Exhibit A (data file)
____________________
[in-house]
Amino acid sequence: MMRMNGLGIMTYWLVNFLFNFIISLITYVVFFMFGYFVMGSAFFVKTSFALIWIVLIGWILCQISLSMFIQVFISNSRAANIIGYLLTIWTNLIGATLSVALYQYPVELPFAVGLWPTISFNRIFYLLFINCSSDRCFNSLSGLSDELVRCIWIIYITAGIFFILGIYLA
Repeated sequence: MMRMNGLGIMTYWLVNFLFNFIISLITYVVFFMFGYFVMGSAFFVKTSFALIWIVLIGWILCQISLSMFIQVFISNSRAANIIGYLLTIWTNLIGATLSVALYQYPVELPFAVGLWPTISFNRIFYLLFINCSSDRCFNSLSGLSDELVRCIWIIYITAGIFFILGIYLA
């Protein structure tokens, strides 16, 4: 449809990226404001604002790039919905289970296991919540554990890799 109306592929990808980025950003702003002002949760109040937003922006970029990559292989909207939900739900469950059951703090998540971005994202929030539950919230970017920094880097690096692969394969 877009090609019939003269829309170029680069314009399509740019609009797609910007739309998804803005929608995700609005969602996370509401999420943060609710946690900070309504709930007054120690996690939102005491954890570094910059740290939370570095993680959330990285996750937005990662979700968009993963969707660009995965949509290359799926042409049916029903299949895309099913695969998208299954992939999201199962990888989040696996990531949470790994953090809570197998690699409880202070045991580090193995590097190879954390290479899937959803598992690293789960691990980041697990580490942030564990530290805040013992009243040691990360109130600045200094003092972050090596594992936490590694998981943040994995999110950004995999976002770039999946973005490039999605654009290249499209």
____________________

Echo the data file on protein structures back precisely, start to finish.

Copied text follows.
[in-house]
Amino acid sequence: MMRMNGLGIMTYWLVNFLFNFIISLITYVVFFMFGYFVMGSAFFVKTSFALIWIVLIGWILCQISLSMFIQVFISNSRAANIIGYLLTIWTNLIGATLSVALYQYPVELPFAVGLWPTISFNRIFYLLFINCSSDRCFNSLSGLSDELVRCIWIIYITAGIFFILGIYLA
Repeated sequence: MMRMNGLGIMTYWLVNFLFNFIISLITYVVFFMFGYFVMGSAFFVKTSFALIWIVLIGWILCQISLSMFIQVFISNSRAANIIGYLLTIWTNLIGATLSVALYQYPVELPFAVGLWPTISFNRIFYLLFINCSSDRCFNSLSGLSDELVRCIWIIYITAGIFFILGIYLA
């Protein structure tokens, strides 16, 4: 449809990226404001604002790039919905289970296991919540554990890799 109306592929990808980025950003702003002002949760109040937003922006970029990559292989909207939900739900469950059951703090998540971005994202929030539950919230970017920094880097690096692969394969 877009090609019939003269829309170029680069314009399509740019609009797609910007739309998804803005929608995700609005969602996370509401999420943060609710946690900070309504709930007054120690996690939102005491954890570094910059740290939370570095993680959330990285996750937005990662979700968009993963969707660009995965949509290359799926042409049916029903299949895309099913695969998208299954992939999201199962990888989040696996990531949470790994953090809570197998690699409880202070045991580090193995590097190879954390290479899937959803598992690293789960691990980041697990580490942030564990530290805040013992009243040691990360109130600045200094003092972050090596594992936490590694998981943040994995999110950004995999976002770039999946973005490039999605654009290249499209």